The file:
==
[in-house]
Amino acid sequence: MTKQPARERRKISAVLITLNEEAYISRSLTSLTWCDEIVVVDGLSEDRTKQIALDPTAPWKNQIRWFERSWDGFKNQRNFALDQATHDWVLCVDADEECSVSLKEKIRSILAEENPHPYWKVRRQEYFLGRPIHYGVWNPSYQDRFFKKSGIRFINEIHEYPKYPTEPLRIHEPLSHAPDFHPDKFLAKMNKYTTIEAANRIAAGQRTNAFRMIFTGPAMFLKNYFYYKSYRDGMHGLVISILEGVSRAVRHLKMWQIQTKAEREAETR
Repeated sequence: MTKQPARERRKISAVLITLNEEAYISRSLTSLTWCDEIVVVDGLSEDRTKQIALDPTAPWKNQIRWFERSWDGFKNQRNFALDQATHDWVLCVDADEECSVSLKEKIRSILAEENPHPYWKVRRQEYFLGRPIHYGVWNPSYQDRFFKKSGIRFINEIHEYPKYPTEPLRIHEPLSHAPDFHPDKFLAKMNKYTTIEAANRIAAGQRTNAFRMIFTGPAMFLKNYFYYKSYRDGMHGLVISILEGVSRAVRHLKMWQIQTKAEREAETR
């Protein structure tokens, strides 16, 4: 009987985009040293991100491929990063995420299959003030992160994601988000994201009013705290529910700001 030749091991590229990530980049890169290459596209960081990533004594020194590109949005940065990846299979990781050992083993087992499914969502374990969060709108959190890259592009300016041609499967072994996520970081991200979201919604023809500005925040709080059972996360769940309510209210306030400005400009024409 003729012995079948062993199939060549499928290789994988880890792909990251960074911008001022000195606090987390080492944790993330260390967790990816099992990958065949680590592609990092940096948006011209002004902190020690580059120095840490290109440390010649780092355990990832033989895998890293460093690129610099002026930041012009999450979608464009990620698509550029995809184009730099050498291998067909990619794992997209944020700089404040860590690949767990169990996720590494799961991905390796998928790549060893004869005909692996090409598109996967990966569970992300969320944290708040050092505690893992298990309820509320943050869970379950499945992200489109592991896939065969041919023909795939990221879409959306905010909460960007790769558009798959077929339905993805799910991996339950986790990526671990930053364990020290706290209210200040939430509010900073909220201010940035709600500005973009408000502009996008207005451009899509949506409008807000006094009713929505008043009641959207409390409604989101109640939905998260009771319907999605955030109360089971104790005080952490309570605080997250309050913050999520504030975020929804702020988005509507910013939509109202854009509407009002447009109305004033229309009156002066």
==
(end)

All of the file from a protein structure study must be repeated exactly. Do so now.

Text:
[in-house]
Amino acid sequence: MTKQPARERRKISAVLITLNEEAYISRSLTSLTWCDEIVVVDGLSEDRTKQIALDPTAPWKNQIRWFERSWDGFKNQRNFALDQATHDWVLCVDADEECSVSLKEKIRSILAEENPHPYWKVRRQEYFLGRPIHYGVWNPSYQDRFFKKSGIRFINEIHEYPKYPTEPLRIHEPLSHAPDFHPDKFLAKMNKYTTIEAANRIAAGQRTNAFRMIFTGPAMFLKNYFYYKSYRDGMHGLVISILEGVSRAVRHLKMWQIQTKAEREAETR
Repeated sequence: MTKQPARERRKISAVLITLNEEAYISRSLTSLTWCDEIVVVDGLSEDRTKQIALDPTAPWKNQIRWFERSWDGFKNQRNFALDQATHDWVLCVDADEECSVSLKEKIRSILAEENPHPYWKVRRQEYFLGRPIHYGVWNPSYQDRFFKKSGIRFINEIHEYPKYPTEPLRIHEPLSHAPDFHPDKFLAKMNKYTTIEAANRIAAGQRTNAFRMIFTGPAMFLKNYFYYKSYRDGMHGLVISILEGVSRAVRHLKMWQIQTKAEREAETR
């Protein structure tokens, strides 16, 4: 009987985009040293991100491929990063995420299959003030992160994601988000994201009013705290529910700001 030749091991590229990530980049890169290459596209960081990533004594020194590109949005940065990846299979990781050992083993087992499914969502374990969060709108959190890259592009300016041609499967072994996520970081991200979201919604023809500005925040709080059972996360769940309510209210306030400005400009024409 003729012995079948062993199939060549499928290789994988880890792909990251960074911008001022000195606090987390080492944790993330260390967790990816099992990958065949680590592609990092940096948006011209002004902190020690580059120095840490290109440390010649780092355990990832033989895998890293460093690129610099002026930041012009999450979608464009990620698509550029995809184009730099050498291998067909990619794992997209944020700089404040860590690949767990169990996720590494799961991905390796998928790549060893004869005909692996090409598109996967990966569970992300969320944290708040050092505690893992298990309820509320943050869970379950499945992200489109592991896939065969041919023909795939990221879409959306905010909460960007790769558009798959077929339905993805799910991996339950986790990526671990930053364990020290706290209210200040939430509010900073909220201010940035709600500005973009408000502009996008207005451009899509949506409008807000006094009713929505008043009641959207409390409604989101109640939905998260009771319907999605955030109360089971104790005080952490309570605080997250309050913050999520504030975020929804702020988005509507910013939509109202854009509407009002447009109305004033229309009156002066």